Why are baguettes, wine and cheese symbols of France?
The baguette was probably born during the reign of Napoléon 1st. In fact, the traditional bread was round, but to permit the soldiers to bring bread with them, the baguette was created. This way they could bring bread putting it in their back. The other hypothesis is that workers asked the baker to cook bread which could be cut without a knife/by hands. In both cases, it was born in France and surely that is why it is a French symbol. Nowadays, French people still delight in baguettes. Moreover, it has been registered in France, as an “immaterial culture patrimoine” since 2018.
In France, for a feast with family or friends, the menu is composed as followed:
- pre-dinner drinks and morsels
- first course
- main course
- cheese with salad
- infusion, tea, coffee
- after-dinner liqueur
The first hypothesis to answer the question “why are wine and cheese French symbols?” is because French people drink wine during all dinner, from the first course to the cheese and salad moment. And rightly, they dedicate a part of their dinner eating cheese with bread, salad and wine. This part of the dinner is typically a French tradition which comes from farmers, again. As we can see with the description of a French feast above, this persistent tradition carries on those French symbols.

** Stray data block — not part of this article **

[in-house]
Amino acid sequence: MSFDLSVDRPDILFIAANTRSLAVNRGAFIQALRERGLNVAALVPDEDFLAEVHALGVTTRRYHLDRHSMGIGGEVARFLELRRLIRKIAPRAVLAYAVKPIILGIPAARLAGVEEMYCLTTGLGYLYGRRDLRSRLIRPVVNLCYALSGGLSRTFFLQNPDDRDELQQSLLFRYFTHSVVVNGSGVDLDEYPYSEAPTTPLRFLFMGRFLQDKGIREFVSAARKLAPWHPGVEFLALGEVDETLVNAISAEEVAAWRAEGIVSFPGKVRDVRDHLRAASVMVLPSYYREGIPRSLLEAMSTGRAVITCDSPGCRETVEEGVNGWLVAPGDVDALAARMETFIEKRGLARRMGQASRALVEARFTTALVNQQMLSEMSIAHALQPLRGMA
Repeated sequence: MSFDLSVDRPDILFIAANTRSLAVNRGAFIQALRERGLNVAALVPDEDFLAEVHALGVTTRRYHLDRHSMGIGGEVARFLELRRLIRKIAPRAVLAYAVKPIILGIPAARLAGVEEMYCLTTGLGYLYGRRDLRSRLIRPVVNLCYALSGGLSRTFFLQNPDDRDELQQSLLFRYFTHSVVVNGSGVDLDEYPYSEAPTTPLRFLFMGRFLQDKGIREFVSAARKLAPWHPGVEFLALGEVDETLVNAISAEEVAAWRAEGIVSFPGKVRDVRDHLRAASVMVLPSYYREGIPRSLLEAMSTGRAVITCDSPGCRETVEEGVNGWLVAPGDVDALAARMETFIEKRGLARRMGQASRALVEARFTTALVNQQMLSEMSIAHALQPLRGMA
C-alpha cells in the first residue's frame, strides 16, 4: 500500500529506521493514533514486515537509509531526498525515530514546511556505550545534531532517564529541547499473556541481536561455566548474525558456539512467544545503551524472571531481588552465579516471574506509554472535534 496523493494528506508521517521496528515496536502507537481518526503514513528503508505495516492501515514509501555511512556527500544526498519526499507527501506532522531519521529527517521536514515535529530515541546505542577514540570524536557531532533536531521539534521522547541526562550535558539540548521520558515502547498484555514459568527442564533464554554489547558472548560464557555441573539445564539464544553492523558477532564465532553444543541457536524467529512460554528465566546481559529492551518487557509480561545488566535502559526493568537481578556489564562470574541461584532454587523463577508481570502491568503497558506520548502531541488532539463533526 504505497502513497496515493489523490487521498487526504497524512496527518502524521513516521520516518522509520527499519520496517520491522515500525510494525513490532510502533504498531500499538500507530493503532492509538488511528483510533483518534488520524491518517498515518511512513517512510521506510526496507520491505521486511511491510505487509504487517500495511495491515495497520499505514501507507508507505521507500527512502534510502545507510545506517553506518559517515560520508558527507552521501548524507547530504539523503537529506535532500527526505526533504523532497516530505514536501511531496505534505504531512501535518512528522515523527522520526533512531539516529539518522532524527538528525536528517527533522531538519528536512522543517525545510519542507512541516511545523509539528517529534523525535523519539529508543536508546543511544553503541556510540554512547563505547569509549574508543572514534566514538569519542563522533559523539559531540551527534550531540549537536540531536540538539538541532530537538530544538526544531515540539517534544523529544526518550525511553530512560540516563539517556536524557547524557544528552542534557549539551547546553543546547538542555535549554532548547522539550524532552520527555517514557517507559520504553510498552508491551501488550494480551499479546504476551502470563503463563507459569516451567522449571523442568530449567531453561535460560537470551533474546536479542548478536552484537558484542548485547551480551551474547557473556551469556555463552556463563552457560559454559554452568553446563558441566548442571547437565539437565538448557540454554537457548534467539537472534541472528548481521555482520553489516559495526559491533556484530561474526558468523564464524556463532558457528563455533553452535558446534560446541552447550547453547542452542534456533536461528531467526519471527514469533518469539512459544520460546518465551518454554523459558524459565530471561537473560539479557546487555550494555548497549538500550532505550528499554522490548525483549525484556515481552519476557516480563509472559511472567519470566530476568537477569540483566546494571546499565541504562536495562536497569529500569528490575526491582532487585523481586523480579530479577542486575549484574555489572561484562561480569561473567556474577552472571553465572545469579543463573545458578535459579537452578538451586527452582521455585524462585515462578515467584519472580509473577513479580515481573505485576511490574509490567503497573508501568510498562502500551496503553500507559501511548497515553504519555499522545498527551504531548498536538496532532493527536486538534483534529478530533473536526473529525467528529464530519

French people eat frog legs and escargots
It is a true story! French people were used to eating frog legs and escargots. But actually, eating escargots is very occasional. In fact, it is also an old tradition and young people do not approve of it. Some events are organised to eat escargots and some people can eat it for Christmas, but it is not a daily or weekly or monthly meal at all. Concerning frog legs, nowadays, almost nobody in France is eating frog legs except in starred restaurants.
Last section: French attitudes
Speaking about French attitudes is a very large topic because a lot of things are evoked by foreigners concerning their behaviors. They are heavy smokers, they always say “ohlala” or “putain”, they do not speak English or if they know they do not want to speak because of their accent, they are rude, they are to proud of their country, they are racists, they are fraudulent and they are always late. Let’s see what is true and what is false.
French people are heavy smokers